This is an image of Venus.
Click on image for full size
Like Mars, there is no plate tectonics on the surface of Venus. The surface of Venus does not *seem* to have changed or moved in billions of years. Unlike the case of Mars, however, careful examination of the evidence supports the idea that the surface of Venus may be active in a way that is very different from the Earth.
- 1.) An examination of the surface of Venus shows cratering at all latitudes and longitudes. Craters are wiped out when the surface of a planet moves. Heavy cratering stopped soon after the solar system formed, about 4 billion years ago, so a surface which still shows evidence of that catering has not changed in a very long time.
- 2.) Although heavy cratering has stopped, some cratering continues to this day. The impact of the SL-9 comet shows that planets can still be hit by objects in space. The cratering record of Venus is *very* peculiar in that
- all surfaces are evenly cratered
- the cratering rate is roughly the same as that of the Earth at present.
- 3.) Features which suggest a lithosphere in motion are present, but few on Venus.
The surface of the Earth changes rapidly, so evidence of terrestrial cratering rapidly disappears. Nevertheless, because not every land mass undergoes subduction, there are regions of the Earth's surface that are nearly 4 Billion Years old. The case may not be the same on Venus. This evidence suggests an age for the entire surface of Venus of not more than 500 million years!
This evidence suggests that Venus has a completely different cooling history than that of the Earth, and the entire surface is forced to change every few hundred million years or so.
Shop Windows to the Universe Science Store!
Our online store
includes issues of NESTA's quarterly journal, The Earth Scientist
, full of classroom activities on different topics in Earth and space science, ranging from seismology
, rocks and minerals
, and Earth system science
You might also be interested in:
How did life evolve on Earth? The answer to this question can help us understand our past and prepare for our future. Although evolution provides credible and reliable answers, polls show that many people turn away from science, seeking other explanations with which they are more comfortable....more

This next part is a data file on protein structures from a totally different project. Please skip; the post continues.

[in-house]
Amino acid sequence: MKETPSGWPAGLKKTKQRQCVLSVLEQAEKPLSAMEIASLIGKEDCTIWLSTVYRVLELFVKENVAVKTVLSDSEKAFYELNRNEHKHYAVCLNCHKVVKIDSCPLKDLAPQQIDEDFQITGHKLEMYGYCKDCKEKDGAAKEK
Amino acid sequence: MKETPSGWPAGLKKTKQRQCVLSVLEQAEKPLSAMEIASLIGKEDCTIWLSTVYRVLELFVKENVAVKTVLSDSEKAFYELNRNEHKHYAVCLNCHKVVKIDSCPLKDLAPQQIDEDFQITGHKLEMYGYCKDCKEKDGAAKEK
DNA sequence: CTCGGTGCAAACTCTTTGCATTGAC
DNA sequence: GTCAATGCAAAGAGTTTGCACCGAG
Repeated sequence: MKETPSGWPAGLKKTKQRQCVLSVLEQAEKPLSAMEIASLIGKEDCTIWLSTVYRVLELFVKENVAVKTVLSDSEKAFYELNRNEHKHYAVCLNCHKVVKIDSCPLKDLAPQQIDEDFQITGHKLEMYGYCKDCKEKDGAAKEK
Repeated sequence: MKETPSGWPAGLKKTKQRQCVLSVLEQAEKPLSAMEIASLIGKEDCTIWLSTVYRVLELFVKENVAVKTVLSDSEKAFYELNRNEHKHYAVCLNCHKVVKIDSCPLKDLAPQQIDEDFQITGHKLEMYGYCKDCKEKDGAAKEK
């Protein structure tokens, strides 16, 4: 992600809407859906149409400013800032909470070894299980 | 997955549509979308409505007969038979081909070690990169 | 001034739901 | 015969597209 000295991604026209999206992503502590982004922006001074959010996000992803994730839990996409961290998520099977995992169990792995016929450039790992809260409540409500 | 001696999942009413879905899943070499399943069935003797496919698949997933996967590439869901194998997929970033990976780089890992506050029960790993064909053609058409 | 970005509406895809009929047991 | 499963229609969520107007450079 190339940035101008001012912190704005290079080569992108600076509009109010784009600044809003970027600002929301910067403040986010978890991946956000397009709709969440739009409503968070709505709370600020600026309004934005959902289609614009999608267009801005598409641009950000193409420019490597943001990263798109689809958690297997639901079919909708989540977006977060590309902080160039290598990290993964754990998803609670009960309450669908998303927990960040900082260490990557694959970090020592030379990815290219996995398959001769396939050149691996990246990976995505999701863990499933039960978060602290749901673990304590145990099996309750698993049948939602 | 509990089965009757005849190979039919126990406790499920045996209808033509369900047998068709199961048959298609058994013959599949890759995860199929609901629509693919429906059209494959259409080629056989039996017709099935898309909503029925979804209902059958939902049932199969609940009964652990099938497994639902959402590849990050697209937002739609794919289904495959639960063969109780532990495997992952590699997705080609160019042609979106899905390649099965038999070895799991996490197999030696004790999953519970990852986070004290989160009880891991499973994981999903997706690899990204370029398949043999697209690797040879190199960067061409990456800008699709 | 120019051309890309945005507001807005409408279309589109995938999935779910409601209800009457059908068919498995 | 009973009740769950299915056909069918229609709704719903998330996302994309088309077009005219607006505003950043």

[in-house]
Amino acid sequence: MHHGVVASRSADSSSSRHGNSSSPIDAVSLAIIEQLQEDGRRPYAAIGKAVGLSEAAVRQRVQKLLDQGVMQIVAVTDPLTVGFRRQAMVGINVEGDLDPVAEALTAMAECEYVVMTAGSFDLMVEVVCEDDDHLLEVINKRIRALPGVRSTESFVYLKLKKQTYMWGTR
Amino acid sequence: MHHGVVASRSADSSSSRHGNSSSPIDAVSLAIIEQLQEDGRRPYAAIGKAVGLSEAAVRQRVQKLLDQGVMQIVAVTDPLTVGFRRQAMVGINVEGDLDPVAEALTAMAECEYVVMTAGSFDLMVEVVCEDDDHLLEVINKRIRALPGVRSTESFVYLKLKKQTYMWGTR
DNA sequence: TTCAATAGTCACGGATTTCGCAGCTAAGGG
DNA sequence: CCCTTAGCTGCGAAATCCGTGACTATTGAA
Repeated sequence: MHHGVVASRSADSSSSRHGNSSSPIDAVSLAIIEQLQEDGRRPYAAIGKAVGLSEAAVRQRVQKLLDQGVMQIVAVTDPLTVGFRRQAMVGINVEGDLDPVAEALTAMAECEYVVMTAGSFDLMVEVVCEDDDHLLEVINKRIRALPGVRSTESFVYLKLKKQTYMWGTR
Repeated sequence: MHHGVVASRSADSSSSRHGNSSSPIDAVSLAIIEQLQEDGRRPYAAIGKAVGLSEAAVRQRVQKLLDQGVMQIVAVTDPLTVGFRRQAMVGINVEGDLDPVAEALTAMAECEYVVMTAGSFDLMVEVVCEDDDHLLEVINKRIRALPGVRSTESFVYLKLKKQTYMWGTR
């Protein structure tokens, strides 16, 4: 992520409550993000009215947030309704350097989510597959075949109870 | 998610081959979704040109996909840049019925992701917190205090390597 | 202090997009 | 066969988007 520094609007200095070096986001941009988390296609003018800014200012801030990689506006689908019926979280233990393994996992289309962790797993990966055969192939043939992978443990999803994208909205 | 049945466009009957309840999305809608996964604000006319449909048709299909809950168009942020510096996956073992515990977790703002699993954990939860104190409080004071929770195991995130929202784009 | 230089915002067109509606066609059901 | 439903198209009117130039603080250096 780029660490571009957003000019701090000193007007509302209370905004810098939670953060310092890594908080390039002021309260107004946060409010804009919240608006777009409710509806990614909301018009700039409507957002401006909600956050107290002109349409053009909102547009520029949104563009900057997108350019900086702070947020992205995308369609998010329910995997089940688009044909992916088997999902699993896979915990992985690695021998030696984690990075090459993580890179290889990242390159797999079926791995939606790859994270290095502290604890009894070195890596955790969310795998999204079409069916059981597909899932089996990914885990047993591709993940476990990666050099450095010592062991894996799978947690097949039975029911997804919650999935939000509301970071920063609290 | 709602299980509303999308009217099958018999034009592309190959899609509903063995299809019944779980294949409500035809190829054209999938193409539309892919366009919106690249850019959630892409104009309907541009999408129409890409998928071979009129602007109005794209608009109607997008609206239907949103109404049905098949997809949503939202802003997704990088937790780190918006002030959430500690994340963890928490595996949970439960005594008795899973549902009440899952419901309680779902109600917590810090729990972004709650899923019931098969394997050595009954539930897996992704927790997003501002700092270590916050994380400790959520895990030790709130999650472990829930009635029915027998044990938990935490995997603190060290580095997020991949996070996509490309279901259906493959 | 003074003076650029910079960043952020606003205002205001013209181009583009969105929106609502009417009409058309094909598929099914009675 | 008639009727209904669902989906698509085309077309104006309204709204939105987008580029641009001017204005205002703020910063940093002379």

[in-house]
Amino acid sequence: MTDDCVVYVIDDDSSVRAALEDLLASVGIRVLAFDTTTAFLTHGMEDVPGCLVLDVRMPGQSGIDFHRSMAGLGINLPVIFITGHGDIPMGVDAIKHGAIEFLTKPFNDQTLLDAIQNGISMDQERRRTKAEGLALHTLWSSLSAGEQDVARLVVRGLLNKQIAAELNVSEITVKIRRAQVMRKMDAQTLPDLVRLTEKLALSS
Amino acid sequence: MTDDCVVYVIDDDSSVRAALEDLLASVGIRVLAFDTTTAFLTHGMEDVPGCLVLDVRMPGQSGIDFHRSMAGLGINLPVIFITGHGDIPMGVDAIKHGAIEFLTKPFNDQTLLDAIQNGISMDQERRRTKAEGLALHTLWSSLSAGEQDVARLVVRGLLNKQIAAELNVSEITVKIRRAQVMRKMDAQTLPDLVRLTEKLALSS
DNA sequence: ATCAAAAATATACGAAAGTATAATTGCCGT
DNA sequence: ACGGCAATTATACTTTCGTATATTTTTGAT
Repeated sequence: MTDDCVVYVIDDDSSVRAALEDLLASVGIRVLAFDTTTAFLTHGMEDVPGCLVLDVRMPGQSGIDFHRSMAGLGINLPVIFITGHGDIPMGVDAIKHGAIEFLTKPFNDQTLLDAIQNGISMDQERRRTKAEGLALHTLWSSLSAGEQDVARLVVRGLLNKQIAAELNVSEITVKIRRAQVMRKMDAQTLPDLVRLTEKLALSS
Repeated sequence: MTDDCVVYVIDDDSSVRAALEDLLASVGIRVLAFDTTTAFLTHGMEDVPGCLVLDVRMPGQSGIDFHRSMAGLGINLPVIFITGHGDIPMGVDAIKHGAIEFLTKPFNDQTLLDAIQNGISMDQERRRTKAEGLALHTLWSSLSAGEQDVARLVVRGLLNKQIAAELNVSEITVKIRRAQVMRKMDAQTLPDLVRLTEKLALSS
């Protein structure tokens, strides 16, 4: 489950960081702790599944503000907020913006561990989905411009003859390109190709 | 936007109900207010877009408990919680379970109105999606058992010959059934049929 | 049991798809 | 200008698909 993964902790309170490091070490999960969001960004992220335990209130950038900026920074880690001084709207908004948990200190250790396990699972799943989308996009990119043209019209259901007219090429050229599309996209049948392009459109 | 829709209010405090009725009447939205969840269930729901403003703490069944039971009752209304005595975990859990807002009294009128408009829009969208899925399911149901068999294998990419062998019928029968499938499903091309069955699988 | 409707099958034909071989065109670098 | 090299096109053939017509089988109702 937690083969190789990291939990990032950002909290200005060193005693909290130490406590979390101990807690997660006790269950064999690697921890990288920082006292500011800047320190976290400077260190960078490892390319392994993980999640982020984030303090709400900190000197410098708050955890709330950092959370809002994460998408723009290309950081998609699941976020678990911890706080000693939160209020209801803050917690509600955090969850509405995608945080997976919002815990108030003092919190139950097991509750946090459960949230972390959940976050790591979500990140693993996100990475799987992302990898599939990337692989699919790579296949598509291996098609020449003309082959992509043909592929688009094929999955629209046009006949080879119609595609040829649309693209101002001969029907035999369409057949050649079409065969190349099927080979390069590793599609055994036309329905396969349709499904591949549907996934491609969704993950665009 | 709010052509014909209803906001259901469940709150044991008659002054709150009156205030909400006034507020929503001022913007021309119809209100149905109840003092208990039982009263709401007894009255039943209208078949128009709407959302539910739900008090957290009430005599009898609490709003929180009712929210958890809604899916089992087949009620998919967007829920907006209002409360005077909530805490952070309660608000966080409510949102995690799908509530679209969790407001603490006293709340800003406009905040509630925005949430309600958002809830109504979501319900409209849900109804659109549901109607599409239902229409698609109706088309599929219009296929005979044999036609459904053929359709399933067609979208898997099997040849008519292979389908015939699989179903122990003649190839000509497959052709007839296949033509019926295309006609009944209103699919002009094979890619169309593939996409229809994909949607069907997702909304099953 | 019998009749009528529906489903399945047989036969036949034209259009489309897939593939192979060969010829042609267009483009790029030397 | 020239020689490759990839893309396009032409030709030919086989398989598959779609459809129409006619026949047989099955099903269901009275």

Unlike Earth, there is no plate tectonics on Mars. The Martian surface does not seem to have changed or moved in billions of years. The evidence for this fact can be found in two ways. 1.) An examination...more
This is a map of the surface of Venus (turned sideways!). Lowlands in the map are similar to an ocean bottom, and highlands resemble continents. As can be seen in the image, the surface of Venus consists...more
Over the course of time there are many things which can cause the surface of a planet to change its appearance. winds can slowly wear erode a planet's surface. The surface of Mars is affected by wind....more
The pieces of Comet Shoemaker-Levy 9 received names! However not all of the segments were detected, and some sections broke apart into two or more pieces after the original piece had been named. These...more
This is an example of the cratered terrain on Venus. Venusian craters are a little unusual in that there is a large amount of impact melt around the crater. This means either that the temperature of the...more
Let's look at the evidence: Mercury Venus The Moon Mars Io Europa Ganymede Callisto Triton Miranda What about Jupiter, Saturn, Uranus, Neptune, Titan, or Pluto? These planets or moons either have no surface,...more
The terrestrial planets formed by accretion of rocky material and volatiles out of the primitive solar nebula. As they finished forming, about 4 Billion Years ago, the surface continued to be bombarded...more